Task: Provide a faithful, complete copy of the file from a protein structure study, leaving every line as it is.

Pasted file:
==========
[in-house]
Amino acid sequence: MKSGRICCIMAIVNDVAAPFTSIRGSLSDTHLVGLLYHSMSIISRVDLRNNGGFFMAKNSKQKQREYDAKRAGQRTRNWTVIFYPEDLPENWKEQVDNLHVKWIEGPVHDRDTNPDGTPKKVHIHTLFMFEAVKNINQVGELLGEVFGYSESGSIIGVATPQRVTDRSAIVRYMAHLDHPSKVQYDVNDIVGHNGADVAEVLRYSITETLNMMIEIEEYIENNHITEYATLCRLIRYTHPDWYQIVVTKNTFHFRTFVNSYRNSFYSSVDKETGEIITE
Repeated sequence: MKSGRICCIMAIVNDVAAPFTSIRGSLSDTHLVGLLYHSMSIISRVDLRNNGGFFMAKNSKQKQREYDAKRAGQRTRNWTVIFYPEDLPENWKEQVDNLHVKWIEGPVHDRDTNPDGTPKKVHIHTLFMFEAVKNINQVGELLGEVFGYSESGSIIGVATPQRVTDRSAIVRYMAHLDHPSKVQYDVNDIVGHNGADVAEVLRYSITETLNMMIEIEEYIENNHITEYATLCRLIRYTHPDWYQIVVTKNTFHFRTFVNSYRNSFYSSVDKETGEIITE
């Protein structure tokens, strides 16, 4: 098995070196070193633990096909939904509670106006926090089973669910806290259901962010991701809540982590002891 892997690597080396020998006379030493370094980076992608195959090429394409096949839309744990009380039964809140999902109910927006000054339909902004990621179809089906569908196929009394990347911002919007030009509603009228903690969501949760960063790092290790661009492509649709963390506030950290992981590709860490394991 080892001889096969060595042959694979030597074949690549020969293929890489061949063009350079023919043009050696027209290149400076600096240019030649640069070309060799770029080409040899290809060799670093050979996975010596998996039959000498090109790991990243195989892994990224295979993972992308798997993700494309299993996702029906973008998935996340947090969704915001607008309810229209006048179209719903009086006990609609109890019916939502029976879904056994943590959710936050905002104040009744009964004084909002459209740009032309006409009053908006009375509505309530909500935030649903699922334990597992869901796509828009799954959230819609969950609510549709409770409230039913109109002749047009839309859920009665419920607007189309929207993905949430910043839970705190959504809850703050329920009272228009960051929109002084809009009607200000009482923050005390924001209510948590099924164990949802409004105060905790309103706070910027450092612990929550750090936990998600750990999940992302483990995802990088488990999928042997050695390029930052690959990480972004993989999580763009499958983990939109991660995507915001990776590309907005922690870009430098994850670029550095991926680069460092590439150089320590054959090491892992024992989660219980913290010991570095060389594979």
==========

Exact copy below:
[in-house]
Amino acid sequence: MKSGRICCIMAIVNDVAAPFTSIRGSLSDTHLVGLLYHSMSIISRVDLRNNGGFFMAKNSKQKQREYDAKRAGQRTRNWTVIFYPEDLPENWKEQVDNLHVKWIEGPVHDRDTNPDGTPKKVHIHTLFMFEAVKNINQVGELLGEVFGYSESGSIIGVATPQRVTDRSAIVRYMAHLDHPSKVQYDVNDIVGHNGADVAEVLRYSITETLNMMIEIEEYIENNHITEYATLCRLIRYTHPDWYQIVVTKNTFHFRTFVNSYRNSFYSSVDKETGEIITE
Repeated sequence: MKSGRICCIMAIVNDVAAPFTSIRGSLSDTHLVGLLYHSMSIISRVDLRNNGGFFMAKNSKQKQREYDAKRAGQRTRNWTVIFYPEDLPENWKEQVDNLHVKWIEGPVHDRDTNPDGTPKKVHIHTLFMFEAVKNINQVGELLGEVFGYSESGSIIGVATPQRVTDRSAIVRYMAHLDHPSKVQYDVNDIVGHNGADVAEVLRYSITETLNMMIEIEEYIENNHITEYATLCRLIRYTHPDWYQIVVTKNTFHFRTFVNSYRNSFYSSVDKETGEIITE
């Protein structure tokens, strides 16, 4: 098995070196070193633990096909939904509670106006926090089973669910806290259901962010991701809540982590002891 892997690597080396020998006379030493370094980076992608195959090429394409096949839309744990009380039964809140999902109910927006000054339909902004990621179809089906569908196929009394990347911002919007030009509603009228903690969501949760960063790092290790661009492509649709963390506030950290992981590709860490394991 080892001889096969060595042959694979030597074949690549020969293929890489061949063009350079023919043009050696027209290149400076600096240019030649640069070309060799770029080409040899290809060799670093050979996975010596998996039959000498090109790991990243195989892994990224295979993972992308798997993700494309299993996702029906973008998935996340947090969704915001607008309810229209006048179209719903009086006990609609109890019916939502029976879904056994943590959710936050905002104040009744009964004084909002459209740009032309006409009053908006009375509505309530909500935030649903699922334990597992869901796509828009799954959230819609969950609510549709409770409230039913109109002749047009839309859920009665419920607007189309929207993905949430910043839970705190959504809850703050329920009272228009960051929109002084809009009607200000009482923050005390924001209510948590099924164990949802409004105060905790309103706070910027450092612990929550750090936990998600750990999940992302483990995802990088488990999928042997050695390029930052690959990480972004993989999580763009499958983990939109991660995507915001990776590309907005922690870009430098994850670029550095991926680069460092590439150089320590054959090491892992024992989660219980913290010991570095060389594979």